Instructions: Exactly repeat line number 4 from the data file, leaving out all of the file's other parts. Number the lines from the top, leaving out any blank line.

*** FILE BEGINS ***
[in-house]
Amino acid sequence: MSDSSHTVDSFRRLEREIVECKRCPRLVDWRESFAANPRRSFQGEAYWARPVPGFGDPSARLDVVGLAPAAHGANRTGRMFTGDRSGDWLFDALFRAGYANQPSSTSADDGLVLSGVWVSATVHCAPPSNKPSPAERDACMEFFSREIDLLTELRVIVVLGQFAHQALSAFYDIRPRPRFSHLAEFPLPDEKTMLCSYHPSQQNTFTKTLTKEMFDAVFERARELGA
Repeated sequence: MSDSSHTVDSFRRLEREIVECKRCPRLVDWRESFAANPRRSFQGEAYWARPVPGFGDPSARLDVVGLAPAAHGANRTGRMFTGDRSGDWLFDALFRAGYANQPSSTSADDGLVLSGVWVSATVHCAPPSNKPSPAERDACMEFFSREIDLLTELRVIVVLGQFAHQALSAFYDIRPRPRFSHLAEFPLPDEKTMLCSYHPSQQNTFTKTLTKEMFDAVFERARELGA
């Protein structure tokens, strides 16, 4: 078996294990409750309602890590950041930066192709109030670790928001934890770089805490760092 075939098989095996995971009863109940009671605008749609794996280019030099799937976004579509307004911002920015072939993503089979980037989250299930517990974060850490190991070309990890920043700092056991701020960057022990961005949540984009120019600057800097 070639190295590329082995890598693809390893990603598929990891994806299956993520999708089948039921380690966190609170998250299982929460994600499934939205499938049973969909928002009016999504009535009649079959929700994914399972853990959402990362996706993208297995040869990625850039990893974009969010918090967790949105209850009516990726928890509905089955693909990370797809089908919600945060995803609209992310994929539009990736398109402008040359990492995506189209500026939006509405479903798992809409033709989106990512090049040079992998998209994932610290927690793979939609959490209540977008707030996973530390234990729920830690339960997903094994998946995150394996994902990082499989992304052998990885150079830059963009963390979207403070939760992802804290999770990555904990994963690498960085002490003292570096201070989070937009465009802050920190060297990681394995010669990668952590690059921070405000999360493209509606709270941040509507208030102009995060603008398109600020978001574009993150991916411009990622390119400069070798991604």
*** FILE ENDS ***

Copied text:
């Protein structure tokens, strides 16, 4: 078996294990409750309602890590950041930066192709109030670790928001934890770089805490760092 075939098989095996995971009863109940009671605008749609794996280019030099799937976004579509307004911002920015072939993503089979980037989250299930517990974060850490190991070309990890920043700092056991701020960057022990961005949540984009120019600057800097 070639190295590329082995890598693809390893990603598929990891994806299956993520999708089948039921380690966190609170998250299982929460994600499934939205499938049973969909928002009016999504009535009649079959929700994914399972853990959402990362996706993208297995040869990625850039990893974009969010918090967790949105209850009516990726928890509905089955693909990370797809089908919600945060995803609209992310994929539009990736398109402008040359990492995506189209500026939006509405479903798992809409033709989106990512090049040079992998998209994932610290927690793979939609959490209540977008707030996973530390234990729920830690339960997903094994998946995150394996994902990082499989992304052998990885150079830059963009963390979207403070939760992802804290999770990555904990994963690498960085002490003292570096201070989070937009465009802050920190060297990681394995010669990668952590690059921070405000999360493209509606709270941040509507208030102009995060603008398109600020978001574009993150991916411009990622390119400069070798991604």